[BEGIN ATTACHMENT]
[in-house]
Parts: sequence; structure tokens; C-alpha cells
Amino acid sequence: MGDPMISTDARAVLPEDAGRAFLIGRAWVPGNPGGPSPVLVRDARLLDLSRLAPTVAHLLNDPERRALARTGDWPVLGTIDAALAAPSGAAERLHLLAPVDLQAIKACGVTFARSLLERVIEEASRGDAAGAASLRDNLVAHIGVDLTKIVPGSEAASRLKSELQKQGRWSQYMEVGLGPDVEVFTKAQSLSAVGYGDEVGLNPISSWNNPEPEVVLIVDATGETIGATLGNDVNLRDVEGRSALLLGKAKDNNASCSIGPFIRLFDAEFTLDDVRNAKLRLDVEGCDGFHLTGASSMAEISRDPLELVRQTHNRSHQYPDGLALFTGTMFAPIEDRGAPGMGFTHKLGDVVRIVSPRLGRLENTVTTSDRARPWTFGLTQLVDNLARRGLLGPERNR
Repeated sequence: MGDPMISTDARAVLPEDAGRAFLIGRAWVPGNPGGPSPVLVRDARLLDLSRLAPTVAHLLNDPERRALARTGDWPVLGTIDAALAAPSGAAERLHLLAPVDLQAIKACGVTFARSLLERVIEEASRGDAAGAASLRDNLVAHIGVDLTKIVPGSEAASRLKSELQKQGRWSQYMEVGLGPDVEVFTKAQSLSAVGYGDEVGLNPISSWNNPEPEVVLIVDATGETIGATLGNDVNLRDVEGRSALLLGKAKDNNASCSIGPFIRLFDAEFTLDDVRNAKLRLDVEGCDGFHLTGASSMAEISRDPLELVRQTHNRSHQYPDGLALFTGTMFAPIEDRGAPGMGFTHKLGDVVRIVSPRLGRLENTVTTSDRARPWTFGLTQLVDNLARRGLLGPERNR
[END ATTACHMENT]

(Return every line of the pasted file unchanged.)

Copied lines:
[in-house]
Parts: sequence; structure tokens; C-alpha cells
Amino acid sequence: MGDPMISTDARAVLPEDAGRAFLIGRAWVPGNPGGPSPVLVRDARLLDLSRLAPTVAHLLNDPERRALARTGDWPVLGTIDAALAAPSGAAERLHLLAPVDLQAIKACGVTFARSLLERVIEEASRGDAAGAASLRDNLVAHIGVDLTKIVPGSEAASRLKSELQKQGRWSQYMEVGLGPDVEVFTKAQSLSAVGYGDEVGLNPISSWNNPEPEVVLIVDATGETIGATLGNDVNLRDVEGRSALLLGKAKDNNASCSIGPFIRLFDAEFTLDDVRNAKLRLDVEGCDGFHLTGASSMAEISRDPLELVRQTHNRSHQYPDGLALFTGTMFAPIEDRGAPGMGFTHKLGDVVRIVSPRLGRLENTVTTSDRARPWTFGLTQLVDNLARRGLLGPERNR
Repeated sequence: MGDPMISTDARAVLPEDAGRAFLIGRAWVPGNPGGPSPVLVRDARLLDLSRLAPTVAHLLNDPERRALARTGDWPVLGTIDAALAAPSGAAERLHLLAPVDLQAIKACGVTFARSLLERVIEEASRGDAAGAASLRDNLVAHIGVDLTKIVPGSEAASRLKSELQKQGRWSQYMEVGLGPDVEVFTKAQSLSAVGYGDEVGLNPISSWNNPEPEVVLIVDATGETIGATLGNDVNLRDVEGRSALLLGKAKDNNASCSIGPFIRLFDAEFTLDDVRNAKLRLDVEGCDGFHLTGASSMAEISRDPLELVRQTHNRSHQYPDGLALFTGTMFAPIEDRGAPGMGFTHKLGDVVRIVSPRLGRLENTVTTSDRARPWTFGLTQLVDNLARRGLLGPERNR